I was recently in Galveston, and I stopped by to see the tall ship Elissa. She wasn’t there, but before too long she pulled into view and I snapped the above picture. For those who aren’t familiar, the Elissa is a barque, a three-masted, iron-hulled merchant ship built in Aberdeen, Scotland in 1877.
How she came to Galveston, though, is a colorful tale that indirectly involves my father, the details of which I pieced together when I was working on my book, The Man Who Thought Like a Ship. However, it was an aside to the main narrative, so I left it out of the book.
The Elissa was discovered in Piraeus, near Athens, by Peter Throckmorton, a photojournalist an early pioneer of nautical archaeology. Throckmorton was an early supporter of my father’s work on the Kyrenia Ship and recommended my father for the prestigious Hellenic Institute of Marine Archaeology in 1974, when my father was still a relative unknown in the field.
The official story is that Throckmorton spotted the Elissa near a shipbreaker’s yard awaiting salvage, but the real story, as it was relayed to me by people who knew him, is more involved. He saw what appeared to be a beaten-down old cargo ship in the Piraeus harbor and guessed by the cut of her bow that she had been a sailing ship even though all her masts had been removed.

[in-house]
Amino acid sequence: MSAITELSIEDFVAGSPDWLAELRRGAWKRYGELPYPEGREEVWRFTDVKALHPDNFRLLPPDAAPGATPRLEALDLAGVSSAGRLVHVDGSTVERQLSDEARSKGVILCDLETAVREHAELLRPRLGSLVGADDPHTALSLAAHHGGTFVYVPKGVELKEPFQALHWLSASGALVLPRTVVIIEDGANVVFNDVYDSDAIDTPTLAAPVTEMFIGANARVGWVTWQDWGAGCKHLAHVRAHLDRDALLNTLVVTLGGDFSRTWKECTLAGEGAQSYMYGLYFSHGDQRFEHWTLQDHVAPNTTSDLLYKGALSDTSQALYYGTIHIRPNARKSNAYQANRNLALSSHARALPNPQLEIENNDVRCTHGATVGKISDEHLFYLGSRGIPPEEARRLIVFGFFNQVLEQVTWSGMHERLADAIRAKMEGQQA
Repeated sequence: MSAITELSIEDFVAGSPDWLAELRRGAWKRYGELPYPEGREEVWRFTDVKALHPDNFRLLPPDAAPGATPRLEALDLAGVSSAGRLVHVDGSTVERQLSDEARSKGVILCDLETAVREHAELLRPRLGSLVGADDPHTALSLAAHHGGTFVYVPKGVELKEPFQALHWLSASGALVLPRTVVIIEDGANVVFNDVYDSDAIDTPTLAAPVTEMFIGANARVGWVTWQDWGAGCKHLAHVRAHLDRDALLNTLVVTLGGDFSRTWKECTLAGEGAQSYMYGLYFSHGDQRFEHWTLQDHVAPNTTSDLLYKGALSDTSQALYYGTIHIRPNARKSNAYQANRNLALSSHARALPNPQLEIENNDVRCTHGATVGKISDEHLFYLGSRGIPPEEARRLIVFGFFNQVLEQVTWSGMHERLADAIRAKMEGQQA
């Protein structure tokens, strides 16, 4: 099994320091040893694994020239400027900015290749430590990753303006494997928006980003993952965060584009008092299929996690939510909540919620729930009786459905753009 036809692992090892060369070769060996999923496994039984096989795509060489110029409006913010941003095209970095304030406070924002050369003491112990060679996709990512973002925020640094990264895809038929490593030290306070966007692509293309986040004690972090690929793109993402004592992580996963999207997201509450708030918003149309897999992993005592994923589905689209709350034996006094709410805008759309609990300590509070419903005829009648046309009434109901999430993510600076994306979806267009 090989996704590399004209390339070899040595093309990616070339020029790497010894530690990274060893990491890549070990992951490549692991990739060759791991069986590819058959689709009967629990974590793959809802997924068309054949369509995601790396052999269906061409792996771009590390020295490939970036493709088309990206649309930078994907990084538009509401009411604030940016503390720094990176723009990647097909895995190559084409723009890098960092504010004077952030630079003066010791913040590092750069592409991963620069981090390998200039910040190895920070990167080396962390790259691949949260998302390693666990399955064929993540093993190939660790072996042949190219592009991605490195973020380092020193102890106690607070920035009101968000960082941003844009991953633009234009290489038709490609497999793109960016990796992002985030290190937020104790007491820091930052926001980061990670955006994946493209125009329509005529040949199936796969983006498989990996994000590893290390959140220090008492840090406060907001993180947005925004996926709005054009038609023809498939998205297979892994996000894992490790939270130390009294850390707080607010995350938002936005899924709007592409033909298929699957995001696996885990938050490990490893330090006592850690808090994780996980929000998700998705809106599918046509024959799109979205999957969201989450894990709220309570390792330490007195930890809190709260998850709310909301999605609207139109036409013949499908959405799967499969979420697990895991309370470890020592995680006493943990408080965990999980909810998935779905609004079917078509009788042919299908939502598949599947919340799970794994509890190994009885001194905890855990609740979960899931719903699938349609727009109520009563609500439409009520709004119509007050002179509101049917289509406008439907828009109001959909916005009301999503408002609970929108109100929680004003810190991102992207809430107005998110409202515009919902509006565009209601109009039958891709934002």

Throckmorton made some inquiries around the harbor and found that the ship was owned by smugglers who were bringing in coffee from Italy. He talked his way aboard, and eventually made his way below deck, spotting the plaque that indicated the ship had been built in Aberdeeen in 1877. (You can still see the plaque if you tour the Elissa today.)
Throckmorton knew he had found a classic sailing ship that needed to be preserved. He made an offer to buy her, keeping the ship’s true nature a secret because he didn’t want the smugglers to raise the price. He took out a second mortgage on his apartment in Piraeus, and bought the Elissa. He then set about finding someone who would help him preserve the ship. Among those who were interested were members of the Galveston Historical Foundation, which was looking for a sailing ship to preserve as part of its efforts to restore the city’s historic Strand district.
But who would do the restoration work? Peter paid my father a visit in the castle in Kyrenia. In an April 30, 1974 letter to my mother, my father wrote:
Peter Throckmorton has asked me to build or rebuild a three-masted bark, probably in Galveston, Texas, and probably for the ’76 celebration. We don’t know much about it yet except that he has a $300,000 budget.
He didn’t. The $300,000 was likely the money Throckmorton had gotten from mortgaging his apartment. At any rate, nothing ever became of the discussions. The Elissa didn’t make it to Texas for the U.S. Bicentennial. She was finally towed there in 1979 and underwent an extensive two-year restoration effort.
By then, my father had completed the Kyrenia Ship reconstruction and had become one of the founding faculty for the nautical archaeology program at Texas A&M University in College Station, about 150 miles from Galveston.